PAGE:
Uncovering Your Impact This School Year

student confidence teacher adaptability teacher impact teacher inspiration Dec 15, 2021

Whatever role you serve in education, whether you are a teacher, administrator, office staff, learning coach, librarian, PTO member, or anything else that impacts kids, I hope you know how truly meaningful your work is. In another year marred by disruption and division, you are still providing students with stability, learning, love, and grace. 

 

What could possibly be more important than that?

 

For so many, this year has felt impossibly difficult. From teacher and sub shortages to heightened student behavioral issues, work in schools has been hard. Hopefully- prayerfully- the load will lighten. But I encourage you take some time in the next week to reflect on successes that you’ve seen this year. 

 

My daughter, Piper, came down with Covid after her first week of kindergarten. Like so many other students, this was a massive disruption for her. All of the excitement she had for starting her first year of school was drained in an instant. After over two weeks at home, she returned to school not knowing any of her classmates. For the next month, she begged me to stay home every day when I’d say goodbye at the bus stop. She’d be oddly quiet when she came home at the end of the day, and when I asked her who she played with at school, it was always the same answer: “No one.”

 

At conferences, her teacher told us that the spark she’d seen from Piper in the first week seemed to be out at school, and that Piper spent most of the day feeling sad and lonely. 

 

As a daddy, this absolutely broke my heart. 

 

I know how crucial kindergarten is for setting the tone for a child's academic career, and the fact that this pandemic was affecting that for my little girl was heartbreaking. But beyond that, I hated to see her hurting.

 

But her teacher told us she was going to try to help Piper make friends and feel more comfortable in school. The next day, Piper came home from school excited to tell us she was in a reading group with a new friend and told us all about how her friend likes the same things she does. The day after that, she couldn’t wait to tell us about her time at recess with another friend. A month later, Piper is like a different person when she goes to school and comes home. She now loves the place and feels welcome and safe there.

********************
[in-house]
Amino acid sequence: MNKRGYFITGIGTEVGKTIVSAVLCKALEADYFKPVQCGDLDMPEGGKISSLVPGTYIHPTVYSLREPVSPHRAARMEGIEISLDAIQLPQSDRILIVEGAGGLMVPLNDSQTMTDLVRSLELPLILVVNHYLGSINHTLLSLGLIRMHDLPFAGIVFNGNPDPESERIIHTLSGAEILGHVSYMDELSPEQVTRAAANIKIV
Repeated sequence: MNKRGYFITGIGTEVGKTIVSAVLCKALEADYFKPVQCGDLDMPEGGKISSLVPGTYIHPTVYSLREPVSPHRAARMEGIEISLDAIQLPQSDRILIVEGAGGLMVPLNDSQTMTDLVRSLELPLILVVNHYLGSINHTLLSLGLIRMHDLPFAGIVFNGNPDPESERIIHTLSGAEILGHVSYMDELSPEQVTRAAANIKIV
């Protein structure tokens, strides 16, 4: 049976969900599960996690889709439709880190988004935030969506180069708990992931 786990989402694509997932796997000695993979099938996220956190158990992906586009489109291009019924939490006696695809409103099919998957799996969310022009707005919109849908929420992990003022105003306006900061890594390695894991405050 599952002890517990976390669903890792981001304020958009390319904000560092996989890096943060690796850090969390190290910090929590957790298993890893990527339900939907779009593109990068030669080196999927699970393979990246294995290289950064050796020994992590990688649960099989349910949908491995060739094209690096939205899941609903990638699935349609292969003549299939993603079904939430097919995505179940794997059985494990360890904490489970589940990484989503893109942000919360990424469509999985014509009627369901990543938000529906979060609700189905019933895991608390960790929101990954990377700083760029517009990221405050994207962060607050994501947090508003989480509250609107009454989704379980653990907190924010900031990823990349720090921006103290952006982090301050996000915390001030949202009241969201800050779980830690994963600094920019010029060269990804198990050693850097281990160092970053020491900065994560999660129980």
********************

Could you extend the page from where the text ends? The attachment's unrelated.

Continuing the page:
And I know that there was a teacher, who on top of teaching reading, writing, and numbers to kindergartners, was quietly working behind the scenes to make my little girl feel loved. 

 

My daughter is one of 25 other kids in that classroom who are being invested in at such a crucial time of life. Invested in by educators who are also living through a pandemic and all of the struggles that go with it. And yet this pandemic has not stopped that impactful work that they do. 

 

It’s too easy to miss these types of successes when you are exhausted and filled with anxiety. But you need to know that they are happening. Kids are still learning to read. Your students are learning to solve problems. They’re learning the complexities of math, the nuances of history, the wonder of science, and the art of the written word. They are learning socialization and how to deal with conflict. Students are developing skills they will use the rest of their lives. 

 

School is still impactful; your work is still impactful. 

 

So I hope as you get a break from your work soon that you can reflect on this impact. Uncover the stories from the last few months that form “your why,” and allow them to help recharge you as you rest. 

 

Educator friends, thank you for continuing to show up and serving kids like Piper. As a parent, I am filled with nothing but gratitude and awe of your work.

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